Presentation is loading. Please wait.

Presentation is loading. Please wait.

Intermolecular Forces Chapter 11.2 Pages 385-392.

Similar presentations

Presentation on theme: "Intermolecular Forces Chapter 11.2 Pages 385-392."— Presentation transcript:

1 Intermolecular Forces Chapter 11.2 Pages 385-392

2 Set-up the following chart in your notes Bonding Force Inter- or Intra- Molecular Attractive Force PropertiesBond Strength Examples 8 Rows

3 Forces of Attraction Intramolecular forces – forces of attraction that hold particles together. chemical bonds – ionic, covalent and metallic are intramolecular forces. covalent bonds hold the hydrogen and oxygen atoms together – intramolecular Intermolecular forces – forces of attraction between neighboring molecules. there is an attraction between one water molecule and another water molecule, which causes water to be a liquid at room temperature. Intermolecular forces are weaker than intramolecular forces

4 INTRAMOLECULAR FORCES  Are within a molecule itself such as:  Covalent bonds  Ionic bonds  Metallic bonds

5 Ionic bonds are solids at room temperature - very strong bonds. Metallic bonds - attractive forces between fixed positive ions and the moving valence electrons in a metal. + + + + + + + + + fixed positive ions moving valence electrons Metallic bonds are strong bonds which is why most metals are solids at room temperature. Covalent bonds form molecules. Molecules can be solids, liquids or gases at room temperature. Chemical Bonds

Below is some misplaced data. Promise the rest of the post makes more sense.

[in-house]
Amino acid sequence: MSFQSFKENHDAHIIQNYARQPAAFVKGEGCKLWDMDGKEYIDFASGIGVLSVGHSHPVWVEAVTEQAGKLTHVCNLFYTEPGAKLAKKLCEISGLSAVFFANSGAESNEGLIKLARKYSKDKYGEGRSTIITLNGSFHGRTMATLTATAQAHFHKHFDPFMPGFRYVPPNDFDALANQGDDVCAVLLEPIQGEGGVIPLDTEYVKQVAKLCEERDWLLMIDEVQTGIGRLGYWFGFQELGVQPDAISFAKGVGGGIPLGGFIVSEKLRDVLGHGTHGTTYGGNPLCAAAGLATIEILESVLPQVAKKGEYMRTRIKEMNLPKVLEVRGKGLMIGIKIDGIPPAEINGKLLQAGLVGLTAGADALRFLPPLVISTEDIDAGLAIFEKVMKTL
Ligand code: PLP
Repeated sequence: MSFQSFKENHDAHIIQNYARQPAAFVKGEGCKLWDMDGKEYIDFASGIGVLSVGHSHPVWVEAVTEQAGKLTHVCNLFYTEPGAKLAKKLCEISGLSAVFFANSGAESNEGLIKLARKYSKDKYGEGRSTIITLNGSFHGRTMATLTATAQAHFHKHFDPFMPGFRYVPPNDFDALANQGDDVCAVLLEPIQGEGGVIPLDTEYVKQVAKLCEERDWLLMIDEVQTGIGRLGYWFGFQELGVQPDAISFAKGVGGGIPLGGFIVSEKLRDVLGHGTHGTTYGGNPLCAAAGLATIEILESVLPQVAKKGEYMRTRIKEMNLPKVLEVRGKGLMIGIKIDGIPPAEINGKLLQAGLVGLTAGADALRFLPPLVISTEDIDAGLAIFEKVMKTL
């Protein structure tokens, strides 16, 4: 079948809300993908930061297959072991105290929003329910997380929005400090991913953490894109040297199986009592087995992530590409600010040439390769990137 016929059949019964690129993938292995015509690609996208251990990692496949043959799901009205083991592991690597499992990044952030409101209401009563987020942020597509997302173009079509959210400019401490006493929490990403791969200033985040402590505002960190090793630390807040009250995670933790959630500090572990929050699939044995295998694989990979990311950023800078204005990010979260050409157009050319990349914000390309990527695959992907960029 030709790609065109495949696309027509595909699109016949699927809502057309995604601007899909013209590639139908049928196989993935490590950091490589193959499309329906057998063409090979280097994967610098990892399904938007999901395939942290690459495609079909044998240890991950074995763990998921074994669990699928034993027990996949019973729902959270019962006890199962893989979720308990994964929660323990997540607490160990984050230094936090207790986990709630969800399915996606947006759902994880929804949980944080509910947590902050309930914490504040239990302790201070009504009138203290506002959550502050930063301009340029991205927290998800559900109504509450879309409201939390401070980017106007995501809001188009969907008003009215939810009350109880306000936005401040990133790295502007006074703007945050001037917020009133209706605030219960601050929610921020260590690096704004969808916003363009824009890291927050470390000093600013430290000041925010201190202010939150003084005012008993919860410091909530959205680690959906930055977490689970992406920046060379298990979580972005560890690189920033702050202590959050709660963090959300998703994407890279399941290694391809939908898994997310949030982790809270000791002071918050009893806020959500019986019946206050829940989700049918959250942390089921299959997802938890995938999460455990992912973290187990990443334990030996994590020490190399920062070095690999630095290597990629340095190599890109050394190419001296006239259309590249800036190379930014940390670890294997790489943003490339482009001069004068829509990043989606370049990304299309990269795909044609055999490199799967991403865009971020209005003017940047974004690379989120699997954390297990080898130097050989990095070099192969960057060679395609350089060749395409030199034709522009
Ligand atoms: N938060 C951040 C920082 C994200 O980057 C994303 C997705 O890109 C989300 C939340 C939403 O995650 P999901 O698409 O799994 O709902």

6 ORDER OF STRENGTH OF INTRAMOLECULAR FORCES  Metallic – strongest  Ionic  Covalent Network (difference in electronegativity is “0”)  Molecular  Polar  Non-Polar

7 Bonding in Solids Solid Particles Attraction Properties System Forces MolecularAtoms or (Covalent)Molecules Dispersion Dipole-Dipole Hydrogen Bond CovalentAtoms Network Covalent Bonds IonicIons Ionic Bonds MetallicMetal Atoms Metallic Bonding Soft, low m.p., poor electrical conductors Very hard, high m.p., poor conductors Hard & brittle, high m.p., poor conductors, nonvolatile Shiny, malleable, ductile, good conductors ice diamond NaCl Al

8 What are the intramolecular forces?  Choices to consider are metallic, ionic, covalent, or molecular crystals. 1. C2H6 __________ 2. Na2O ____________ 3. SiO2 ______________ 4. CO2 ______________ 5. N2O5 ____________ 6. NaNO3 ______________ 7. Al ________________ 8. C(diamond) _______ 9. SO2 ________________

9 INTERMOLECULAR FORCES  Are the forces between one molecule and another  Are weak forces compared to “bonding forces”  Involves the attraction of the electrons of one atom for the protons of another atom  Are called van der Waals forces

10 KINDS OF van der WAALS FORCES  dipole – ion (dissolving)  dipole – dipole  London dispersion forces (temporary dipole forces)  hydrogen bonding

11 Dipole – ion forces  Ionic compounds dissociate into cations and anions because water is a polar molecule and the negative end of the water molecule is attracted to the cation and the positive end of the water molecule is attracted to the anion.

12 Ion Dipole

13 Dipole-Dipole Forces  Electrostatic attraction between polar molecules δ -δ +δ - δ +